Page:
The blended trucking family

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Updated Nov 22, 2017

Isn’t it funny how after you get a big truck, everything else in life pretty much becomes secondary? It’s like having a giant, diesel-drinking baby. Your existence ceases to revolve around anything other than feeding and caring for your huge metal infant.

Example: “Honey, we’re going to put new floors in the truck, and if there’s enough material left over, I’ll cover that hole in the bathroom.” Or, “After I fill up, we’ll have $1.50 left over and we can split a hot dog from the roller rack!”

Joy and rapture.

I joke, and may exaggerate just a tiny bit. I’m thankful for our truck, it helped George and I provide ourselves with a nice place to live, and for the first time in our married lives, new couches to put inside the place we live. Of course, about 30 seconds after I made the last payment on the new couches, the cat got fifth wheel grease on all four of his paws and attempted to destroy my personal happiness by running into the house, straight for my new couches.

“One day, the couches will be mine.”“One day, the couches will be mine.”

This is where things within our blended little family of fur-babies and truck-babies devolved exponentially. Imagine the scene:

We’re outside, the front door of the house is open because, you guessed it, we’re trying to polish and clean the truck. The kitty, who is not known for his calm nature, gets spooked by something, jumps up on the fifth wheel, realizes it’s basically a giant fly-paper for cats, gets really freaked out, and streaks off toward the house. Of course, I help the situation by screaming “MY COUCHES!!!” and go tearing off after him.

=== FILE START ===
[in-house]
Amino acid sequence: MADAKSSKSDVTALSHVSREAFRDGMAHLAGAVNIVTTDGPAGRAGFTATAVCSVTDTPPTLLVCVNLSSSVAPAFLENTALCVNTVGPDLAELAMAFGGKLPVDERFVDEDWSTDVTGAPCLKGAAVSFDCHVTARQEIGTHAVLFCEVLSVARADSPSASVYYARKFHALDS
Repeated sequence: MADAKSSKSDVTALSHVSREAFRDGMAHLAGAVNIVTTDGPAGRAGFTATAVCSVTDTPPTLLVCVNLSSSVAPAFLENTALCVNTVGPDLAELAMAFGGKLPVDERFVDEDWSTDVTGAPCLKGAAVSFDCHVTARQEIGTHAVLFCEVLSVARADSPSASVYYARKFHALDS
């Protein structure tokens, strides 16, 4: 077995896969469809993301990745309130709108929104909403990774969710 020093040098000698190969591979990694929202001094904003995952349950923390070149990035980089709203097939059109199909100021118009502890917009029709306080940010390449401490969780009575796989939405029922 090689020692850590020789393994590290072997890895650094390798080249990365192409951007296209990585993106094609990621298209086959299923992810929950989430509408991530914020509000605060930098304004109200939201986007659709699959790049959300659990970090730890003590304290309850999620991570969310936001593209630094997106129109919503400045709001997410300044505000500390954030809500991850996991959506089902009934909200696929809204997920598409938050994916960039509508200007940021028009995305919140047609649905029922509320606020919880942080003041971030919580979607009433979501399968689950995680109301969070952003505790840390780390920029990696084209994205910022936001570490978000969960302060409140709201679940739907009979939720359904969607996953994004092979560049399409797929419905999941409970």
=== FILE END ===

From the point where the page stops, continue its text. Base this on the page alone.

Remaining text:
It’s easy to find him, because there are four black, sticky paw prints for every foot of ground he covered on the once-clean hardwood floors. He’s also somehow managed to hit every single throw rug along the way to the bedroom, where he wedged his dirty little self under the bed and started hissing at everything in general, but most specifically my hand, as it grabbed him and pulled him towards me. For future reference, should any of you ever be in this situation, it is a very bad idea to drag a hissing, spitting, biting cat with fifth-wheel grease all over him toward your face, as eyeballs are the main target for predators when they’re being dragged somewhere. I know this from experience.

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I can’t really describe the next hour or so, because I lost so much blood I fainted twice, but suffice it to say the cat came out of the bathroom without fifth wheel grease on his paws and a special hatred in his heart for me, the truck, and life in general.

The bathroom and I did not fare as well. I’m not sure how to describe it without going into gory detail, but I looked like someone had painted a murder victim with fifth-wheel grease and rolled them in cat hair. The bathroom looked like someone had painted a murder victim with fifth-wheel grease, rolled them in cat hair, and bounced them off of every surface they could find.

I saved the couches, but lost 80 percent of my blood and most of my dignity doing so. I also think the relationship between the cat an I may have suffered a final, fatal blow. I suspect he plots my death and intends to kill me by making me watch him walk all over my couches with fifth wheel grease on his paws.

But hey – the truck looks good, so there’s that. And one final note: Regular blue Dawn dish washing liquid and hot water will get fifth wheel grease off of pretty much anything – even an angry cat.